Video | Agriculture | Confidence | Economy | Energy | Employment | Finance | Media | Property | RBNZ | Science | SOEs | Tax | Technology | Telecoms | Tourism | Transport | Search


5 Cent Fuel Tax Increase Not Enough

Transit Plan Shows 5 Cent Fuel Tax Increase Not Enough to Fix NZ Roads says NZCID

Thu, 3 Mar 2005

The draft Transit NZ 10 year projection reveals that the proposed 5.6 cent petrol tax incerase will not be sufficeint to complete critical road corridors _____

5.6 Cent Petrol Tax Increase Not Enough to Fix NZ's Roads

Media release, 3 March, 2005 A 5 cent per litre increase in petrol tax will not be sufficient to fund New Zealand's road infrastructure deficit, says Stephen Selwood, Chief Executive of the NZ Council for Infrastructure Development.

"Toll roads will help bridge part of the funding shortfall but Government will also need to consider diverting more of the existing tax on petrol or road users will face further tax increases to advance essential projects." Selwood said.

"Transit New Zealand plans show that even with the fuel tax increase, vital projects like Auckland's Western Ring Route, Tauranga's Strategic Roading Network and the Waikato Expressway will not be fully funded within 10 years".

"Major projects like Wellington's Transmission Gully or Centennial Highway or an Auckland Harbour crossing aren't even on the funding horizon."

"The cost to the nation of not completing these works in a more timely way is simply not sustainable. It is demonstrated on a daily basis in congestion costs, lost productivity, air pollution and lives lost."

Critical Projects Not Funded in the Transit 10 year plan include:[1]

Project Cost

Expected Expected Start Completion

SH20 Avondale Extension $850m 2011 2017 SH1 Waikato Expressway $710m 2015+ Unknown SH2 Maramarua Expressway $300m 2015+ Unknown SH2 Tauranga Northern Corridor $140m Unknown Unknown SH1 Centennial / Transmission Gully $1 billion Unknown Unknown Auckland Harbour Crossing $3 billion+ Unknown Unknown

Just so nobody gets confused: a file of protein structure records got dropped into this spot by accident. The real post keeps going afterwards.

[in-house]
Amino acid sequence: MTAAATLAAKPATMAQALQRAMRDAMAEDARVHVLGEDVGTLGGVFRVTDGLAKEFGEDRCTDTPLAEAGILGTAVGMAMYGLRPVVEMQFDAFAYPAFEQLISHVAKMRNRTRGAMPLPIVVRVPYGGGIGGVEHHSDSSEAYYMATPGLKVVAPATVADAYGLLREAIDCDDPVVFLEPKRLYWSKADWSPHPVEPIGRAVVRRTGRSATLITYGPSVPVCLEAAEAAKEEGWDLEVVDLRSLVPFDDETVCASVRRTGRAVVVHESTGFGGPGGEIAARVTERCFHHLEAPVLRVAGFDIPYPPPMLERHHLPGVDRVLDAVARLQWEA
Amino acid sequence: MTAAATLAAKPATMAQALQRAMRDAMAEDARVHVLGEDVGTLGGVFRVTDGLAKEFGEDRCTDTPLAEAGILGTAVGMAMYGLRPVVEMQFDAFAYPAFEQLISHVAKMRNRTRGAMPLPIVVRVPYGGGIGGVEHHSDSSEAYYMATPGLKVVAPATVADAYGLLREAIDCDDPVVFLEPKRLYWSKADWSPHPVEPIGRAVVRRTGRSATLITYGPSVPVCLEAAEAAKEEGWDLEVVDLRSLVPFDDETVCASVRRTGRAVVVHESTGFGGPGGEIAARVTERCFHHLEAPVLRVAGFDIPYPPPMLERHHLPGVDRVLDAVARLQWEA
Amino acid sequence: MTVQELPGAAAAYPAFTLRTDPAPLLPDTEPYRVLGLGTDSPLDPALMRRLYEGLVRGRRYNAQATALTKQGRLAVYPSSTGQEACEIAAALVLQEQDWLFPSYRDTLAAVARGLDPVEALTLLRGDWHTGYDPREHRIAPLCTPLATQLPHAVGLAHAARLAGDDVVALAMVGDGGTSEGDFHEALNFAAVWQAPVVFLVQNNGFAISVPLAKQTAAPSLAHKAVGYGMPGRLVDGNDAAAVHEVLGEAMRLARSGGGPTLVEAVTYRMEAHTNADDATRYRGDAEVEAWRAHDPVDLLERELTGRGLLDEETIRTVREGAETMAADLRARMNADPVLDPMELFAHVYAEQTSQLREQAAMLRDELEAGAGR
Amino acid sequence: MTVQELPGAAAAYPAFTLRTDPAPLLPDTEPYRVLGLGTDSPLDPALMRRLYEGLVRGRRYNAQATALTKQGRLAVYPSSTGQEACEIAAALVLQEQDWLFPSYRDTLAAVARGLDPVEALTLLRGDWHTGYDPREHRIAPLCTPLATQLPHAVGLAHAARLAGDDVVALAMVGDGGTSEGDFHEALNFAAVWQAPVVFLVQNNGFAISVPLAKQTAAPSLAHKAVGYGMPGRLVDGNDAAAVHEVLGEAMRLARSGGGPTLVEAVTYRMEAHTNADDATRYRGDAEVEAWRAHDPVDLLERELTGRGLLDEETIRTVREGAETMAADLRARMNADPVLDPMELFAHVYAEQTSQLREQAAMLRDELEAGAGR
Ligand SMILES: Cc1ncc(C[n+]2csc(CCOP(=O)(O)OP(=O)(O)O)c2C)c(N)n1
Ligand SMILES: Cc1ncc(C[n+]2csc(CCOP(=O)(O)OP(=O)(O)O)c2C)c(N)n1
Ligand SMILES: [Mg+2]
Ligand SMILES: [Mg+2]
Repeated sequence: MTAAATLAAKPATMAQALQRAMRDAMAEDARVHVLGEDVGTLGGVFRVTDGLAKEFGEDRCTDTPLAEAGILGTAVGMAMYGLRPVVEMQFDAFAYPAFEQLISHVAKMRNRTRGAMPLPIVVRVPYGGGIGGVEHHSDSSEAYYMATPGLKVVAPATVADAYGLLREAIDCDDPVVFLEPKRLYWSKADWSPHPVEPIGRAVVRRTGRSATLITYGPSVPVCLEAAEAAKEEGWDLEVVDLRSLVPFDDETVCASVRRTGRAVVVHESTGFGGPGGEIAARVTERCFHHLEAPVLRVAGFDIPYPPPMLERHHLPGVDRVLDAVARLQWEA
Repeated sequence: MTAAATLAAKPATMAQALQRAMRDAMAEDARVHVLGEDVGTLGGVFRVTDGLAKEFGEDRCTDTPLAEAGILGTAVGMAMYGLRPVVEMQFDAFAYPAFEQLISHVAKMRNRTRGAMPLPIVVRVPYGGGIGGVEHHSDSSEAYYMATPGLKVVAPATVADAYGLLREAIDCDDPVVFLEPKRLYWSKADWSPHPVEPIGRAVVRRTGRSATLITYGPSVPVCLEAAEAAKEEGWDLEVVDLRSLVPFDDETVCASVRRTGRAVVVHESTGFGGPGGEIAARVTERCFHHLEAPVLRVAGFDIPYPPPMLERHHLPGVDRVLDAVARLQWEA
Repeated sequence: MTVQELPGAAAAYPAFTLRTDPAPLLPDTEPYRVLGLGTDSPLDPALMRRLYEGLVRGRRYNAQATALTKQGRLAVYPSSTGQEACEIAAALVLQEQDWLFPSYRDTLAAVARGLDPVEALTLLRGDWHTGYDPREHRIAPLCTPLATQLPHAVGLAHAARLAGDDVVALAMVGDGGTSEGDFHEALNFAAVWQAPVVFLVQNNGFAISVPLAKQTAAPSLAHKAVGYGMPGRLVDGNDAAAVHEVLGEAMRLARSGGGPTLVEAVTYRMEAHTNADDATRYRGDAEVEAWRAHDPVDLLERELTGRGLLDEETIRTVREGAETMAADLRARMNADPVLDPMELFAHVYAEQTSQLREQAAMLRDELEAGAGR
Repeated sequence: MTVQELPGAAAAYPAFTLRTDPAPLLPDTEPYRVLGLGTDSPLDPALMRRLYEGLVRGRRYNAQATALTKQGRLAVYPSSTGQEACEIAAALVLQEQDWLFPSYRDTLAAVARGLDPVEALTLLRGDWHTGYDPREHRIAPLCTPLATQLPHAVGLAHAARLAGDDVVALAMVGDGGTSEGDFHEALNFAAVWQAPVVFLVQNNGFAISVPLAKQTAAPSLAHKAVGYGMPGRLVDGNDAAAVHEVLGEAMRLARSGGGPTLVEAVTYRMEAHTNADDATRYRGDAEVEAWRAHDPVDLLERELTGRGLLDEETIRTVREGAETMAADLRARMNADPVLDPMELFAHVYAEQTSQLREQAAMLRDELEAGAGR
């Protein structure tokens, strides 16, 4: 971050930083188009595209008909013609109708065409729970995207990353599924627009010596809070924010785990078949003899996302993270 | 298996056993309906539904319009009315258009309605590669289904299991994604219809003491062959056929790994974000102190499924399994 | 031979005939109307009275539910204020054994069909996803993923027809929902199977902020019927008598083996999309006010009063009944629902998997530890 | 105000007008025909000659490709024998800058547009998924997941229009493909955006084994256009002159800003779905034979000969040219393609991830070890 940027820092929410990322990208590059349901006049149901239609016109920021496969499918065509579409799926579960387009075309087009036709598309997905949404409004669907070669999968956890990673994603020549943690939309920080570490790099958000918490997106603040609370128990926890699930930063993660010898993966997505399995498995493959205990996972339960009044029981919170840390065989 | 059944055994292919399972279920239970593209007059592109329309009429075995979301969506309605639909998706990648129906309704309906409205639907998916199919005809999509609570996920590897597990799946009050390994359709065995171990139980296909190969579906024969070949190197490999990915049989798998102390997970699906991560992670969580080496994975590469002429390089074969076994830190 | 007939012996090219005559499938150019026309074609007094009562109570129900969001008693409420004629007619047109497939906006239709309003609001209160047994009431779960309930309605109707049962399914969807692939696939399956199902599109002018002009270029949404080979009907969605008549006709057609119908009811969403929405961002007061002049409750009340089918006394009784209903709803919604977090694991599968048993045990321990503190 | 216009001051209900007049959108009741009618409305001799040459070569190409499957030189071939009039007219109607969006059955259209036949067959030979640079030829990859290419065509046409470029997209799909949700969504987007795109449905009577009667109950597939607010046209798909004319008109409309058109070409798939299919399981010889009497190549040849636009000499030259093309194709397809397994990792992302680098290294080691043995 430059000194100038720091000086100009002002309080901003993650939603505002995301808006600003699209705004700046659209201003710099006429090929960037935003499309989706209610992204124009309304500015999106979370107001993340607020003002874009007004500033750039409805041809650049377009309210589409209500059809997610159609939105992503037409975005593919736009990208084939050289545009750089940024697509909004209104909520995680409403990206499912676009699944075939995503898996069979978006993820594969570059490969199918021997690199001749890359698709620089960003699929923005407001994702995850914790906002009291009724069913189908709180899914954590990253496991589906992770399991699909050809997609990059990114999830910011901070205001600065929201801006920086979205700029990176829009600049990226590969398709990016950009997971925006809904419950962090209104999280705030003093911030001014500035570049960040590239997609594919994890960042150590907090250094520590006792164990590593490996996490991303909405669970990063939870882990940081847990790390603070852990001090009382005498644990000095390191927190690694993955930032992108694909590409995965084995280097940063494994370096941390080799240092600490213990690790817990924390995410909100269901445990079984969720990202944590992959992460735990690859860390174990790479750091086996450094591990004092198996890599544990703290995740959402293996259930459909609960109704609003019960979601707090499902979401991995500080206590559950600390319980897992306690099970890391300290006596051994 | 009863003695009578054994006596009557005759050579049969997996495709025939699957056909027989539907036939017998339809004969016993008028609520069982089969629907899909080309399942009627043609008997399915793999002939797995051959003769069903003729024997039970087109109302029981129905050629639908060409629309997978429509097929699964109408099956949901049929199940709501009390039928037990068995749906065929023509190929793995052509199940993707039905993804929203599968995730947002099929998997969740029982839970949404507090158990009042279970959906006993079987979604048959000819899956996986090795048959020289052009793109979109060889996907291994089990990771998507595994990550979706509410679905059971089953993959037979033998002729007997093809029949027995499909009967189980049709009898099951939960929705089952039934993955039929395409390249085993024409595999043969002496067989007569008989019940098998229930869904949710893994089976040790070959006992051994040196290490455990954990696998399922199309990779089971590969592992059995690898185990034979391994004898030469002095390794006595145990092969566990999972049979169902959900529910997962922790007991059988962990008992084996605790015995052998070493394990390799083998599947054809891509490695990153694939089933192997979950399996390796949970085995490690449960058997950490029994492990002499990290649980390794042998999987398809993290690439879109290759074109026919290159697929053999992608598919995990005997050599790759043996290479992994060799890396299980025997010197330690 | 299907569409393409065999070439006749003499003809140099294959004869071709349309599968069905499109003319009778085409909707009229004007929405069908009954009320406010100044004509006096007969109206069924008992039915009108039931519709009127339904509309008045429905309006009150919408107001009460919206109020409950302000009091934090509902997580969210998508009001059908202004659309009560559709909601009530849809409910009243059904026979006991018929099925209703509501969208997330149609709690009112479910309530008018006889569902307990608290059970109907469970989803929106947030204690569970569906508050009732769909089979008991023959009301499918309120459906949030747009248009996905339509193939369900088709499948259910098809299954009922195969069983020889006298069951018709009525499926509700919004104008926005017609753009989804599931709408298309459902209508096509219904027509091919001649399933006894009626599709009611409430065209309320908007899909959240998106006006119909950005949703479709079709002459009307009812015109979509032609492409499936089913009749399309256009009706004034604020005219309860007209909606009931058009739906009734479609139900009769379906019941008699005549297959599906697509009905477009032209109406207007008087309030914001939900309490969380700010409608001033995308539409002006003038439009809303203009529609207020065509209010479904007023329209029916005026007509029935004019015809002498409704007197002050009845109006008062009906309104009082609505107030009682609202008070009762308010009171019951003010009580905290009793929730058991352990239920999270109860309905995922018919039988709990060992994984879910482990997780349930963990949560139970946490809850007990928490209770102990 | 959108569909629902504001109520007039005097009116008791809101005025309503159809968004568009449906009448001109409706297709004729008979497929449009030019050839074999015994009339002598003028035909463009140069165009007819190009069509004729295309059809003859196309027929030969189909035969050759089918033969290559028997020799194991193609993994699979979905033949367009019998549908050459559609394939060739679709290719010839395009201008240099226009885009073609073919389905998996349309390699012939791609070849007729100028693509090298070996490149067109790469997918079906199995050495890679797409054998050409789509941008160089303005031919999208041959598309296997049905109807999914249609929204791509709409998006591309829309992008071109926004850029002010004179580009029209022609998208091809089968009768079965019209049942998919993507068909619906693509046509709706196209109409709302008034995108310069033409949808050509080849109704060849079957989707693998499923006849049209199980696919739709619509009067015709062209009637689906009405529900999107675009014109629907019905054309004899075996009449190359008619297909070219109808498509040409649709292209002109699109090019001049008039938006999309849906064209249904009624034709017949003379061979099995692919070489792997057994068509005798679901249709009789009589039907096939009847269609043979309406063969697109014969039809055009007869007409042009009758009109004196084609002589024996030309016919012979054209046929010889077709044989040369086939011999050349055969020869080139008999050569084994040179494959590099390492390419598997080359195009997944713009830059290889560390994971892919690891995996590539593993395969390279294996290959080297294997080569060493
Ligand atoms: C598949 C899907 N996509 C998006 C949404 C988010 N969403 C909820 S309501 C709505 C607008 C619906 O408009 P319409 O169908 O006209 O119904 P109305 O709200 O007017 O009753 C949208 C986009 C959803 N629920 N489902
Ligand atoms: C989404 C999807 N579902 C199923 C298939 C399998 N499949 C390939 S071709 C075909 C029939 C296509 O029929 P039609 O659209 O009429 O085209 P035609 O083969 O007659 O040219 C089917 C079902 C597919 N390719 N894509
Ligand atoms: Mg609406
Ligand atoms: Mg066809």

"It's clear that additional funds will be required if NZ's roads are to be fixed within an acceptable time frame. Greater private sector involvement could both finance and build projects sooner.

With a membership of prominent private and public sector organisations committed to infrastructure development, The New Zealand Council for Infrastructure Development is ideally placed to work closely with Government to achieve faster progress for the benefit of all New Zealanders" Selwood said.


© Scoop Media

Business Headlines | Sci-Tech Headlines


Media Mega Merger: StuffMe Hearing Argues Over Moveable Feast

New Zealand's two largest news publishers are appealing against the Commerce Commission's rejection of the proposal to merge their operations. More>>


Approval: Northern Corridor Decision Released

The approval gives the green light to construction of the last link of Auckland’s Western Ring Route, providing an alternative route from South Auckland to the North Shore. More>>


Crown Accounts: $4.1 Billion Surplus

The New Zealand Government has achieved its third fiscal surplus in a row with the Crown accounts for the year ended 30 June 2017 showing an OBEGAL surplus of $4.1 billion, $2.2 billion stronger than last year, Finance Minister Steven Joyce says. More>>


Mycoplasma Bovis: One New Property Tests Positive

The newly identified property... was already under a Restricted Place notice under the Biosecurity Act. More>>

Accounting Scandal: Suspension Of Fuji Xerox From All-Of-Government Contract

General Manager of New Zealand Government Procurement John Ivil says, “FXNZ has been formally suspended from the Print Technology and Associated Services (PTAS) contract and terminated from the Office Supplies contract.” More>>